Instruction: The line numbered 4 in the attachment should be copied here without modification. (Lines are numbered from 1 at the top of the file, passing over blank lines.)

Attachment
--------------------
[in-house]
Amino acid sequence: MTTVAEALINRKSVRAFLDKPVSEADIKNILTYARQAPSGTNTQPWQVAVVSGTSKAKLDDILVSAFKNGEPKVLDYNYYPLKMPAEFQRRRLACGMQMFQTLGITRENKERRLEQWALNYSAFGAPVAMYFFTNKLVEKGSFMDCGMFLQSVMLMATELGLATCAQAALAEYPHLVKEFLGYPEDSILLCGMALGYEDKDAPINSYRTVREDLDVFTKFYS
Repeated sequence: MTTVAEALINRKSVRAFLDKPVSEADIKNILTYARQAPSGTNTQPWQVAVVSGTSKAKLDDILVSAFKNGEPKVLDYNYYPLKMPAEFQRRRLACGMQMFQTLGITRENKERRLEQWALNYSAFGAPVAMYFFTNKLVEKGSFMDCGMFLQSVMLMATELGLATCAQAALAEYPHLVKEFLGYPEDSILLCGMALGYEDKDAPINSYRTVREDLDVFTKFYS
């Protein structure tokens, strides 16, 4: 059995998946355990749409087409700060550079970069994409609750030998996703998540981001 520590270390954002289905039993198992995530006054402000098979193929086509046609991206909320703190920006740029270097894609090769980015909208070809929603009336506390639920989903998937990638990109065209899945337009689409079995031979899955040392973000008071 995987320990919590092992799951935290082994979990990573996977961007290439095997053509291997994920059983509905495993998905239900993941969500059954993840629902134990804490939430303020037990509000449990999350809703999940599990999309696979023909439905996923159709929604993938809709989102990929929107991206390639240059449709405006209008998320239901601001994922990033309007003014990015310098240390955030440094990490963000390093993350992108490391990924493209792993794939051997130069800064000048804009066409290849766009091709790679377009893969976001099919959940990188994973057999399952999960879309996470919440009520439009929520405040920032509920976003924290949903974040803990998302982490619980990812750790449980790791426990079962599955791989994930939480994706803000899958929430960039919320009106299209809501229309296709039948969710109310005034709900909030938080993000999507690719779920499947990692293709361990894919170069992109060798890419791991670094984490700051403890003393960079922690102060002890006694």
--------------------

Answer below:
């Protein structure tokens, strides 16, 4: 059995998946355990749409087409700060550079970069994409609750030998996703998540981001 520590270390954002289905039993198992995530006054402000098979193929086509046609991206909320703190920006740029270097894609090769980015909208070809929603009336506390639920989903998937990638990109065209899945337009689409079995031979899955040392973000008071 995987320990919590092992799951935290082994979990990573996977961007290439095997053509291997994920059983509905495993998905239900993941969500059954993840629902134990804490939430303020037990509000449990999350809703999940599990999309696979023909439905996923159709929604993938809709989102990929929107991206390639240059449709405006209008998320239901601001994922990033309007003014990015310098240390955030440094990490963000390093993350992108490391990924493209792993794939051997130069800064000048804009066409290849766009091709790679377009893969976001099919959940990188994973057999399952999960879309996470919440009520439009929520405040920032509920976003924290949903974040803990998302982490619980990812750790449980790791426990079962599955791989994930939480994706803000899958929430960039919320009106299209809501229309296709039948969710109310005034709900909030938080993000999507690719779920499947990692293709361990894919170069992109060798890419791991670094984490700051403890003393960079922690102060002890006694």